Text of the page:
Award-winning national jeweller, F Hinds, is concerned for the future of retail outside big cities and shopping malls.
Discussing the government’s business rates system with the BBC, director, Andrew Hinds, says it is having a devastating effect on smaller towns.
“We have stores in various different locations – cities, towns, out-of-town shopping centres. But we fear for the future of smaller towns in more rural locations,” Hinds tell the BBC. “In a smaller town, if you lose a few retailers, you lose critical mass and there’s less reason for people to go into town.”
Hinds reveals that for more than a decade, F Hinds have been opening new shops in larger places rather than smaller ones.
“The smaller towns that we’re in already are becoming less vibrant,” he shares. “Eventually, older people and poorer people will have less access to shopping, because they can’t drive 50 miles to the nearest supermall.
“If we don’t reduce the cost of doing business in these towns to a sustainable level, we will kill their high streets.”
For that reason, F Hinds has joined forces with more than 50 other retailers to write a letter to Chancellor Sajid Javid calling for business rates reform.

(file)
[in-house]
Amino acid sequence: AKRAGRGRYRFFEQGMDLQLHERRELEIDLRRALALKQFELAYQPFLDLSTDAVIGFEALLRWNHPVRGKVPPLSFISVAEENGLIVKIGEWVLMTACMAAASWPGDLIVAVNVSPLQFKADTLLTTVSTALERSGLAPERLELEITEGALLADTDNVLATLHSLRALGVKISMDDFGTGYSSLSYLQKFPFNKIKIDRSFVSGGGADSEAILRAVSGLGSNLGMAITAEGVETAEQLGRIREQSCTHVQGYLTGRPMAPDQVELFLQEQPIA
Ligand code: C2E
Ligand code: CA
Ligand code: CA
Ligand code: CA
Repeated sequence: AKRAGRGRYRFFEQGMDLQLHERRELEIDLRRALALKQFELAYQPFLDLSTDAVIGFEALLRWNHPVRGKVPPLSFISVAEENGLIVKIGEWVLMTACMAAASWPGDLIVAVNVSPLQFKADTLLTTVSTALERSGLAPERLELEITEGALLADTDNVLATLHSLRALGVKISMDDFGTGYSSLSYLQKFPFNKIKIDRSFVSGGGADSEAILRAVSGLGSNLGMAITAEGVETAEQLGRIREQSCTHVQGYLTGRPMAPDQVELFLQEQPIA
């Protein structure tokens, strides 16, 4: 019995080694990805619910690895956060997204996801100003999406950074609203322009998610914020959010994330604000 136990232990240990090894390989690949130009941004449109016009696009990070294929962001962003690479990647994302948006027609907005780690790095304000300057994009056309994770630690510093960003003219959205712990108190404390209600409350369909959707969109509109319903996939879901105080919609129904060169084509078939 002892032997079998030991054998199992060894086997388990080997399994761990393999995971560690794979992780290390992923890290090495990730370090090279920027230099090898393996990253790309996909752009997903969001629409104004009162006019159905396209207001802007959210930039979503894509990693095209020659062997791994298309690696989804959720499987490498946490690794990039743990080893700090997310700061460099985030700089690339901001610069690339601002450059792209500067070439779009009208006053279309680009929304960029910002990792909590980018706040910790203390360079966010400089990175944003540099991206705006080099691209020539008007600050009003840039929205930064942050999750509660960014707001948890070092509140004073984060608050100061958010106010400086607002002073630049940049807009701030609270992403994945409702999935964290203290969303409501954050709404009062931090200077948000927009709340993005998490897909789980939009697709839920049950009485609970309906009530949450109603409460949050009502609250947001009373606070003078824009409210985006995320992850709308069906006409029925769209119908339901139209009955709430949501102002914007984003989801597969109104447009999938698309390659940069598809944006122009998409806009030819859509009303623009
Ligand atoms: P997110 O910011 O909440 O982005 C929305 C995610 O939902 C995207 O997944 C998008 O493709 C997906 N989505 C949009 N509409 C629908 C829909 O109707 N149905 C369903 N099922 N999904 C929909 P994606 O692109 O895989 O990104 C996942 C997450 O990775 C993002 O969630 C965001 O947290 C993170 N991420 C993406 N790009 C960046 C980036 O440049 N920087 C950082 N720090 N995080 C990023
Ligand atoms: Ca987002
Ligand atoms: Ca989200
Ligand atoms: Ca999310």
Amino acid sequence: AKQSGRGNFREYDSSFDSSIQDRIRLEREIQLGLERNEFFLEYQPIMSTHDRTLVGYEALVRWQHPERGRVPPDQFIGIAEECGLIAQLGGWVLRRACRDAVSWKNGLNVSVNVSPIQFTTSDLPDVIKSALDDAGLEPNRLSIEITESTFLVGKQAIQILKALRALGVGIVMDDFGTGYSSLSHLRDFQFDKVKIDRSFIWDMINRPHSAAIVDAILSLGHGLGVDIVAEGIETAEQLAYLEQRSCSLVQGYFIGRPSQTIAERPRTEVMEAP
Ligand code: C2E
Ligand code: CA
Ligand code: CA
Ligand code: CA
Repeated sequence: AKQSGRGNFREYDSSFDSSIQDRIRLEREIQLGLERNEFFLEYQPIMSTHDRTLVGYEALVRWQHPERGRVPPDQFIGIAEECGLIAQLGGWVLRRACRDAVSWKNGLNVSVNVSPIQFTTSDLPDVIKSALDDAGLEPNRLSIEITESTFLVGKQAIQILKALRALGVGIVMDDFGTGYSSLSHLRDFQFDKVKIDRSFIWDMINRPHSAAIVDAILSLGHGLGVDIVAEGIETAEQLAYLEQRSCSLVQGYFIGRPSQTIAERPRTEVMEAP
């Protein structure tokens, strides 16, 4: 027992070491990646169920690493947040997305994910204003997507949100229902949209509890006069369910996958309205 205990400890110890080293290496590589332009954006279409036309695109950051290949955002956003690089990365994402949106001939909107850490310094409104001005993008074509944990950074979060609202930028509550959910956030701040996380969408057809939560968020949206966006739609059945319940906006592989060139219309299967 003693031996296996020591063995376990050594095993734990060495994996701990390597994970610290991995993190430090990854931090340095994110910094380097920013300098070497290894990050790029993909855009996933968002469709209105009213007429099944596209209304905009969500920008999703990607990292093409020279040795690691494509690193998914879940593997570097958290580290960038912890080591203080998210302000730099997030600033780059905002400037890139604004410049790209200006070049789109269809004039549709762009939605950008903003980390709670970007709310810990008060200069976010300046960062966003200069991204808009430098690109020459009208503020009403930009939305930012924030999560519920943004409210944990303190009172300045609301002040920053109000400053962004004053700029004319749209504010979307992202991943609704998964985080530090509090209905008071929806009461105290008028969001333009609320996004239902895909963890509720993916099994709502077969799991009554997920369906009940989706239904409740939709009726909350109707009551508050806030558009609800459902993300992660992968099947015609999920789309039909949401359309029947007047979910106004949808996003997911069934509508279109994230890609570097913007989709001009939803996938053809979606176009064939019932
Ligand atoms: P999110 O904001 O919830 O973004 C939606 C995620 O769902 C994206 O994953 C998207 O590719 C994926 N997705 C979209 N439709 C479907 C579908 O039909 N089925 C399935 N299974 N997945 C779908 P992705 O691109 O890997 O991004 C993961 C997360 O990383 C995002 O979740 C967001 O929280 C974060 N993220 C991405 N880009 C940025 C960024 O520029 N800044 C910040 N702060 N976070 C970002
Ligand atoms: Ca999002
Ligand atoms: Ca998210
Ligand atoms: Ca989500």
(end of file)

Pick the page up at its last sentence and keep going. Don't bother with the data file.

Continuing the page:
The signatories include the bosses of leading supermarkets, department stores and other big high street names, including Marks & Spencer, Superdrug, Debenhams, and Boots.
The campaign also has the backing of the British Retail Consortium, whose chief executive, Helen Dickinson, called on Javid to address retailers’ concerns in next month’s Budget.
The letter highlights how the system is broken and that the “burden of business rates has become unsustainable for many retailers”.
Among other changes, they want businesses to be able to appeal against excessive business rates.
Hinds says the burden of the system falls disproportionately on retailers, who make up 5% of the economy but pay 25% of all business rates.
F Hinds has 127 shops across the UK, which makes it too big to qualify for business rates relief from the government. Hinds jokes that they would fare better if they could relaunch as 127 small businesses.